A study by global consulting firm Frost & Sullivan projects that the average displacement for Class 8 truck engines is going to shrink anywhere from 2% to 3% by 2018 as OEMs and fleets alike seek ways to improve fuel economy and payload capacity simultaneously for tractor trailers.
However, reports Fleet Owner, Sandeep Kar, global director of commercial vehicle research for Frost & Sullivan, stressed that the power density of Class 8 engines will actually increase significantly – some 6% to 8% – over the next six years even as they shrink in size; providing in many cases an opportunity, in his words, for fleets “to have their cake and eat it too.”
“What we’re finding is that criteria such as total cost of operation [TCO] are becoming more important to fleets in the face of rising fuel prices,” Kar told Fleet Owner. “The upfront purchase price and total lifecycle costs of smaller engines are lower, while fuel economy is better.”
The key, however, is that power isn’t necessarily lost in the transition to smaller engines anymore, he explained, meaning fleets don’t necessarily have to sacrifice performance to gain a better TCO position. And it’s the ability to retain power density that’s getting more fleets to consider “downsizing” their truck engines, Kar said.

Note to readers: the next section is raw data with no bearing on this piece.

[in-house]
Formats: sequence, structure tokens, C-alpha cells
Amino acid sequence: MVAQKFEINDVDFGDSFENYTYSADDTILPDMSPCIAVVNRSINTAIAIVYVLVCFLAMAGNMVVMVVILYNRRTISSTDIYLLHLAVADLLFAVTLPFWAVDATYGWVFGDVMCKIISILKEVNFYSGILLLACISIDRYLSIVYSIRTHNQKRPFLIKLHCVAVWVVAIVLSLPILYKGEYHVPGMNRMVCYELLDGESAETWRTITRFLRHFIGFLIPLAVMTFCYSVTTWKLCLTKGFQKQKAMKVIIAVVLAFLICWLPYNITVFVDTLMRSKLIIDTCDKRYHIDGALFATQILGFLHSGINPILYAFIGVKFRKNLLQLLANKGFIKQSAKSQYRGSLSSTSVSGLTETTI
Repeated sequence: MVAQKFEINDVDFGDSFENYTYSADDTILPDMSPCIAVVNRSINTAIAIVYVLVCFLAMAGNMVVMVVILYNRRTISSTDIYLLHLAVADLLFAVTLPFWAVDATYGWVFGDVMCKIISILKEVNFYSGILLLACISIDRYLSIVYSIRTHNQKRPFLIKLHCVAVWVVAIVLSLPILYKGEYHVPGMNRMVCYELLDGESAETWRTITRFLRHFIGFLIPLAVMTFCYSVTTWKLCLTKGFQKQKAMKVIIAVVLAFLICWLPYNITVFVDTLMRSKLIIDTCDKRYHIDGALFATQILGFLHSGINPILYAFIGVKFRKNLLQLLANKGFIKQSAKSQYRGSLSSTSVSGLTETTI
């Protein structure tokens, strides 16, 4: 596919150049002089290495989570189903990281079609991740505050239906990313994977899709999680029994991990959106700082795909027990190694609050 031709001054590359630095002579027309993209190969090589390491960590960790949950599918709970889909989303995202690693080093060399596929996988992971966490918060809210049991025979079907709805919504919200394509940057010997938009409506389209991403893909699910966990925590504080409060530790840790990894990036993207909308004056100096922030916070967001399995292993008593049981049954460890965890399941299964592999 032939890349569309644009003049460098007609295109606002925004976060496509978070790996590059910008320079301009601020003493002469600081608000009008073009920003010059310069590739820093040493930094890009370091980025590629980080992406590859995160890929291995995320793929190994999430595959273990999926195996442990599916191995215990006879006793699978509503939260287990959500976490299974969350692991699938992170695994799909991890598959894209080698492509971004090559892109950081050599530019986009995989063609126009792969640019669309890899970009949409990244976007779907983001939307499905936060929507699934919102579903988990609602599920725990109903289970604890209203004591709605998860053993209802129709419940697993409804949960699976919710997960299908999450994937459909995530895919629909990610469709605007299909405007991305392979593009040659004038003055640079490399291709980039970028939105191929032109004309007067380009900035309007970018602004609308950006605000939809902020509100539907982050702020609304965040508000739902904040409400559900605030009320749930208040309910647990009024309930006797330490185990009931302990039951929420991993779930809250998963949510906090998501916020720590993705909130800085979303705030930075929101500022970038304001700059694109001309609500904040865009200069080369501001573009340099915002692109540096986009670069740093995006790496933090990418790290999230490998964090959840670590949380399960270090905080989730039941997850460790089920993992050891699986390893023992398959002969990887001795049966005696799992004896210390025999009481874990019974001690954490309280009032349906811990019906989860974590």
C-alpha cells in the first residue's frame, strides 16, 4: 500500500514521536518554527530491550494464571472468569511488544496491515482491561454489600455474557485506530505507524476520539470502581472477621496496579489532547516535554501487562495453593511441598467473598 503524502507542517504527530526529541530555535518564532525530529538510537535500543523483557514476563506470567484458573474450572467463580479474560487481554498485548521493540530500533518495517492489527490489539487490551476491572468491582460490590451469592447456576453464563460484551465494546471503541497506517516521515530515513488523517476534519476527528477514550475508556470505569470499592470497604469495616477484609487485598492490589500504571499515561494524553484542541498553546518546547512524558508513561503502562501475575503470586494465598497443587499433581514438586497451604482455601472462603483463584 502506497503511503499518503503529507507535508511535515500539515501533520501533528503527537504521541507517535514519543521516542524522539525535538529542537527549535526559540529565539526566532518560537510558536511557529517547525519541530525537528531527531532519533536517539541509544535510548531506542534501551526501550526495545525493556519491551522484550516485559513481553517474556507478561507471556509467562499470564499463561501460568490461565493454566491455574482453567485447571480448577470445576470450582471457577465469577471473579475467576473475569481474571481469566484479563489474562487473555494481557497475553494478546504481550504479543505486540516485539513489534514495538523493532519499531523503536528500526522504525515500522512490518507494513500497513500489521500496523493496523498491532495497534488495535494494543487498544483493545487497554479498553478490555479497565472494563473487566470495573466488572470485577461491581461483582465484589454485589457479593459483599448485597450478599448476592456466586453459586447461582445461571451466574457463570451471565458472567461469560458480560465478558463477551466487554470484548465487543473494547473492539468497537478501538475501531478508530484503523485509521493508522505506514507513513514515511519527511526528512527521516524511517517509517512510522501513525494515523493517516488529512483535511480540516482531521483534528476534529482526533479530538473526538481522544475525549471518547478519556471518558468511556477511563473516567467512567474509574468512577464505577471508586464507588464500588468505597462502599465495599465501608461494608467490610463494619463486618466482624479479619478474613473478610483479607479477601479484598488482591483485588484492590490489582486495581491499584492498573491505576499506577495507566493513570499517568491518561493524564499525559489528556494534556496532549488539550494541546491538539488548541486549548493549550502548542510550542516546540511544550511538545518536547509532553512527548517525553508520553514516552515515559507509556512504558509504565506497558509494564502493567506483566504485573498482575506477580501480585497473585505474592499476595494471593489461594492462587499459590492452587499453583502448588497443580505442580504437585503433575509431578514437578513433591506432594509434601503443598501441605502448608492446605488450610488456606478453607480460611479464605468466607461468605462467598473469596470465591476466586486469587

Based on its research, Frost & Sullivan projects that average Class 8 truck engine displacement will fall to between 13.4 and 13.7 liters by 2018, down from an average range of 13.7 to 14.1 liters back in 2011. Conversely, average horsepower will climb to between 425 and 540 by 2018, compared to a range of 400 to 520 back in 2011. Torque will also jump as well, increasing to between 1,300 and 1,750 ft.-lbs. on average compared to between 1,250 and 1,650 ft.-lbs. averaged in 2011.